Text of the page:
If you think that European football requires a certain type of player, and a certain style, is this the manager who is going to sign those type of players? Was Lennon? Was Deila? Was Rodgers? I’ve been screaming that we have needed a solid ball-winning hard bastard in the middle of the field for longer than I care to remember … and we keep on signing the Johansen’s, Armstrong’s, Turnbull’s, Rogic’s, Hatate’s and O’Riley’s.
What you’re talking about, then, for this to change, is a dramatic re-alignment of our footballing outlook and the type of manager we hire and the type of player we sign. Had we appointed Eddie Howe, we might have a style more like the one we’re talking about … but would we have won the title? Would we necessarily have as good a squad?
Remember, Ibrox has dropped more points than us in the course of this campaign; the same affliction that is evident – starkly evident – in their European form is present here at home; they simply don’t win enough games. And that’s the risk when you play a system which essentially puts two or more holding players in the middle of the park.
If we set our stall out like that most weeks, would we win as many matches? Because it’s hard enough breaking down packed defences when you’re going all out with the attacking players on the pitch that we do.
Imagine if we played a more defensive system?
Ibrox’s European run has been built on home form, but it is essentially the same system that has proven ineffective in Scotland. That’s the hard fact of it, and anyone who wants us to emulate that or thinks we should be able to is missing so many pieces of the big picture.
We could be doing better in Europe, but part of the reason we’re not is that our board’s decision making is not rational or based on fundamentals.
They’ve twice hired Lennon, they hired Ronny when he was supposed to be Lennon’s assistant, they went for Rodgers because Desmond is his mate and knew he’d take the job … and Lawwell Inc. recommended Ange as a last minute option after the move for Eddie Howe fell through.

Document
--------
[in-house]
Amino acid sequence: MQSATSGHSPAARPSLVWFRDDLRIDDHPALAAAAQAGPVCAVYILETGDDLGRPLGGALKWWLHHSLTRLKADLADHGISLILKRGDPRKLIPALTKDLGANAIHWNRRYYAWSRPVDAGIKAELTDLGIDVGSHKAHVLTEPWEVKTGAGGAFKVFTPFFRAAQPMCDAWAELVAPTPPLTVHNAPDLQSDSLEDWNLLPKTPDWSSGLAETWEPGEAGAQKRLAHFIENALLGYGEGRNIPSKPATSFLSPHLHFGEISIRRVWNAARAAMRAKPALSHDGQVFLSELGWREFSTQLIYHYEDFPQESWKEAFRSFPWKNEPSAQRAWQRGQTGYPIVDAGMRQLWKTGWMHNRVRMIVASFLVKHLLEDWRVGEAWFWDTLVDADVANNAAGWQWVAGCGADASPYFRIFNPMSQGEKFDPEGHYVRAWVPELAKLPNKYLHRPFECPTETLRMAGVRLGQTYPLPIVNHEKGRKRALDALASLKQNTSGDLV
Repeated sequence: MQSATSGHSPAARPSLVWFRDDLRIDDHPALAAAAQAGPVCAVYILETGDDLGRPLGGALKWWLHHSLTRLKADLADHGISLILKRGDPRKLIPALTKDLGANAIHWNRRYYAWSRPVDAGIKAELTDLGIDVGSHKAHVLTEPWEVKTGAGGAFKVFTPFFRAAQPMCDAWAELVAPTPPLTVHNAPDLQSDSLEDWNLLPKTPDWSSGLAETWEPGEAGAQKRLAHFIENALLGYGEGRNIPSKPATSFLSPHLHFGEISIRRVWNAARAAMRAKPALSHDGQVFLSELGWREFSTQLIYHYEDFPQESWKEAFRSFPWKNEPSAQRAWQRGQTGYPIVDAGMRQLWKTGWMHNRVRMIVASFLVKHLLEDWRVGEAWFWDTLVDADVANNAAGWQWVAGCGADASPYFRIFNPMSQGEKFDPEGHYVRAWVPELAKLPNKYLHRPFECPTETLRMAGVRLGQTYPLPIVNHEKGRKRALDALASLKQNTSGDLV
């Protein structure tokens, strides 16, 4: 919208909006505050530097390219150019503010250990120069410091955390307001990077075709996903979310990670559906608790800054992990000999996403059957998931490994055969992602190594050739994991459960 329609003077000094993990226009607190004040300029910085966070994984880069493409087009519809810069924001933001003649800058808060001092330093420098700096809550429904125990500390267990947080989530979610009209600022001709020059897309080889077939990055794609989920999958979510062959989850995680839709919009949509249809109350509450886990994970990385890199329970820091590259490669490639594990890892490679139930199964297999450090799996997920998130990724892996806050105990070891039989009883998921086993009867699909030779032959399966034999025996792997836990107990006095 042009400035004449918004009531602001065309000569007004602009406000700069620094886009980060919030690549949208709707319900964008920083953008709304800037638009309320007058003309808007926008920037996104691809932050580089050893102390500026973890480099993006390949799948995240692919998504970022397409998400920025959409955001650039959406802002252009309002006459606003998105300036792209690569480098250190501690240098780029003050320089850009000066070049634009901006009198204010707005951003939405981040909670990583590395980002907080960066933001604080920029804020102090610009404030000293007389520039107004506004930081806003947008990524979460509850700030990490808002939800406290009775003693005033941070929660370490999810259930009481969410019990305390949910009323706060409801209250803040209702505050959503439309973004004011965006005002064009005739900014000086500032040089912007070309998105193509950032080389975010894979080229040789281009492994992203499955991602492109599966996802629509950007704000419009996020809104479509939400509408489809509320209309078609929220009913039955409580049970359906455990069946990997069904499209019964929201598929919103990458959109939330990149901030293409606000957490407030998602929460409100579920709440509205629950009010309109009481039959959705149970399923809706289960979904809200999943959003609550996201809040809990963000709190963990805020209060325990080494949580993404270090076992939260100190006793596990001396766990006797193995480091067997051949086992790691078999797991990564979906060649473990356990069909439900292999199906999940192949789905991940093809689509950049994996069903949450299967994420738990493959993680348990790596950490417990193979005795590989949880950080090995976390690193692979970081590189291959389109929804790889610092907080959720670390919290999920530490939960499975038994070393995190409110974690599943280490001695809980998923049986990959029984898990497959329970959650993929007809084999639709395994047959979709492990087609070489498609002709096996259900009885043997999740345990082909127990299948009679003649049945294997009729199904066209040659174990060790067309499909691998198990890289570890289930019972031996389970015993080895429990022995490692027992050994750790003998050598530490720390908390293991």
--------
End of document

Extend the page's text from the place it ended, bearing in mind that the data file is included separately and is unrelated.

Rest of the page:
Even the move for Howe isn’t really a recognition of them thinking about this on the European level; it’s an example of Sky Sports scouting only for managers.
This board has never once since Strachan sat down and looked for a manager based on the idea that European football progress should be one of the priorities.
If they did they would have conducted a proper search for a boss rather than relying on their wee contact book, and brought in someone with a pragmatic, thoughtful, tactical approach who knew how to shut teams out and counter attack … because for a club with limited resources, it’s the best strategy for consistently beating bigger teams.
You’re talking about an entire club built around a single philosophy, and that means joined up thinking that this board is simply not capable of. It means a certain player profile, including physique and fitness and an emphasis on speed and aggression. It means a manager who knows how to meld these types of players into a single unit.
But would that have translated into Scottish football success, and more importantly, would it have been appealing to the idealistic Celtic fans?
Wanting us to be a club that punches at the right level in Europe is not as simple as throwing money at the problem or saying we have to show more ambition.
It would require a complete sea-change in thinking at our club.
It would involve long-term strategic planning, the upending of the “buy for profit” strategy, a review of the type of manager we hire and the way we approach every element of the football operation. It would involve retooling the entire club to that end.
I think Ange will surprise bigger teams next season.
I still don’t expect to get to any round which has the word “final” in it. As I’ve said in the last piece, that requires more luck than skill and I’m not going to judge the manager’s success or failure based on that.
We do have to win a knockout round after Christmas soon, because this has become the standard joke about us and there’s no excuse for our constant failures to do it … except in what I’ve said already.
The last managers with any consistency were Strachan and O’Neill, and they built their teams with that in mind.
But this club now treats European football as a nice optional extra … and although I think Ange might have found something that has a chance to work, a fully thought through strategy would have hired a manager and built a club structure around that ambition instead of leaving it to chance.
For that to change, the way they think about this inside Celtic has to change … those who’ve spent this week praising the board for their foresight in hiring the ex-CEO’s son cannot have it both ways.
I’ve long been of the view that we are run by people who lack a clue at the strategic level and that’s one of the reasons we’re here.
The Lawwell hiring is indicative of the problem.